August 31, 2011

Finding My Center… Board

I took my humble sailboat out sailing with a friend the other day. When we got to the beach I realized the centerboard was hanging in the garage 20 minutes away. I apologized to my friend and then jokingly took the auxiliary plastic paddle and slid it into the centerboard slot. My adventuresome friend shot me a let’s-try-it look. So we used the little plastic paddle as a centerboard. We had a spirited sail and that modest paddle held its own. While underway water was gushing out of the space normally filled with the proper centerboard. I then began falling behind on the bailing. A small crack in the deck at my feet meant that the hull was also filling up with water in addition to the cockpit. We had to cut the afternoon short to avoid breaking the paddle and risking a long swim. Something was going to give way, and or we were going to end up sailing the boat underwater.

The paddle did work in one sense, but then again it didn’t provide us with the same productivity or performance we should have enjoyed, and indirectly lead to more slowing by contributing to a combination of issues that could have sunk us. The paddle was capable, flexible, but not the right equipment for the job. The right equipment, my boat’s centerboard, was on the shelf in the garage and afforded me no benefit where I was... at the beach.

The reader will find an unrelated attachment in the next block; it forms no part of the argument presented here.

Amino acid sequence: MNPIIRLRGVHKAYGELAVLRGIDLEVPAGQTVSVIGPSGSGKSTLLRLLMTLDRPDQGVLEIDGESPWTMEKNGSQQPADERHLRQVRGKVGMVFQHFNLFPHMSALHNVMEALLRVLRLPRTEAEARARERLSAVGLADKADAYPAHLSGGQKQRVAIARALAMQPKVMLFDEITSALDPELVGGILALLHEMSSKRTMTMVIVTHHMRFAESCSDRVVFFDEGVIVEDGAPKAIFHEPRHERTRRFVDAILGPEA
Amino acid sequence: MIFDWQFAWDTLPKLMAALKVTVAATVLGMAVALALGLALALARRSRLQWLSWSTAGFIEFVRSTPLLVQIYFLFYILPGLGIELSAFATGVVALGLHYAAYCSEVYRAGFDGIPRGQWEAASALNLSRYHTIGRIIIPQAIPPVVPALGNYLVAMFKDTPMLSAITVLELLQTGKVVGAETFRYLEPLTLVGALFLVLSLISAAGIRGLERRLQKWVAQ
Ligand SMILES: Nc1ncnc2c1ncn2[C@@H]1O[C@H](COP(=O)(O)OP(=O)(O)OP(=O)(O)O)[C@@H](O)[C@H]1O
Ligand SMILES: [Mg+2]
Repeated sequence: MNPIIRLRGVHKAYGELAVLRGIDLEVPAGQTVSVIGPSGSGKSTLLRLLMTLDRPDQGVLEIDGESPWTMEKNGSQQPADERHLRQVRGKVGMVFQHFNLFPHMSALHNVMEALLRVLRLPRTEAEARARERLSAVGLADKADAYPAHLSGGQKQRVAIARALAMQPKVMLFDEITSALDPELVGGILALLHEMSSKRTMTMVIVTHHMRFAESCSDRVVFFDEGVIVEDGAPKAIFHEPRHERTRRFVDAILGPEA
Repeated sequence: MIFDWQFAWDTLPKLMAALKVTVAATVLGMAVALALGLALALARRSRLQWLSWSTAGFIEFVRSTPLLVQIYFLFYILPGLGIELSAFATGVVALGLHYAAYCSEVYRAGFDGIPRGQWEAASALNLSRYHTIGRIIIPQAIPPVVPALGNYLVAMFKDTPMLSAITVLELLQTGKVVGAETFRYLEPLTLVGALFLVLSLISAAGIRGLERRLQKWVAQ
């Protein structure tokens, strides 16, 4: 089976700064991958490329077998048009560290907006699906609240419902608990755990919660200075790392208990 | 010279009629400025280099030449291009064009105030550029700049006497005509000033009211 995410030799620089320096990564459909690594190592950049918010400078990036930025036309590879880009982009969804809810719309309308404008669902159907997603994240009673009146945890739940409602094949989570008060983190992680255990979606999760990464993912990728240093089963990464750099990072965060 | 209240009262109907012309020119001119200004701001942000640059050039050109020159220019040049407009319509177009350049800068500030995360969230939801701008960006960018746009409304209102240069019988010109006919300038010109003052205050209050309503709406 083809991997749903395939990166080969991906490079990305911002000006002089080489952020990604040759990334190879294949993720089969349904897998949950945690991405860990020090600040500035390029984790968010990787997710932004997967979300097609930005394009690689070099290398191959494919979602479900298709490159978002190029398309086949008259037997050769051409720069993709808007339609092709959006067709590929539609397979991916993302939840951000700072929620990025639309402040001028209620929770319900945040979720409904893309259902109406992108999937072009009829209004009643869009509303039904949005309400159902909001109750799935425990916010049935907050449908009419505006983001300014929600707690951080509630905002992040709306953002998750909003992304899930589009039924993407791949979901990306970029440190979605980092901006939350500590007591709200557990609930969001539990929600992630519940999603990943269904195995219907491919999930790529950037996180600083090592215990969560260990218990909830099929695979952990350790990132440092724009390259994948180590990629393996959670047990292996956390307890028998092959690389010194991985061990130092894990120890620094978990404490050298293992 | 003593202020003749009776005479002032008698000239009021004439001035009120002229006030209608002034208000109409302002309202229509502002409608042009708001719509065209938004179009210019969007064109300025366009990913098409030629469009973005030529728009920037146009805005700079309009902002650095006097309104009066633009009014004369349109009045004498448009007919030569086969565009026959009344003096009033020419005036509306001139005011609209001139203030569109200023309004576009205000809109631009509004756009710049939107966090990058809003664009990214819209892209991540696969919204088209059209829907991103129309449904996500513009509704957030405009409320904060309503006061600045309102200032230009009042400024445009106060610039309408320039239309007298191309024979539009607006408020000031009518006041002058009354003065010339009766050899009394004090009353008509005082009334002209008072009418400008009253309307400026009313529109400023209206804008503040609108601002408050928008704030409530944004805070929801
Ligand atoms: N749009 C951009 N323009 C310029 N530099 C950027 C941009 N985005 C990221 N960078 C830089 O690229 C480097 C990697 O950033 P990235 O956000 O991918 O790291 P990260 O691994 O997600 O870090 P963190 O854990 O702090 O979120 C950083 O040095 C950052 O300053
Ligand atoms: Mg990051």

It is becoming increasingly clear to me that I need access to the right tools for different working environments in the place I need them. In terms of GIS I need at different times to be working inside CAD, or in a web app, and other times collaborating with CAD, desktop and mobile colleagues with the same information, each in our own way at the same time.

I like how ArcGIS Server multi-user feature services allow me to edit geodatabases using just the free viewer on, or ArcMap, or with my I-phone, or soon with ArcGIS for AutoCAD all using the same online services. The ArcGIS system concept fueled by ArcGIS Server services make good sense and is simplifying how I work.

There is a new capability that allows me to upload file-based data into online web maps to share and edit. It spins-up my uploaded file-based data into a GIS service in the cloud that I can share and edit.

1. Bring the centerboard
2. Patch the hole in the deck
3. Check out the new file-based data upload capability <here>
4. Get ready for smooth sailing ahead
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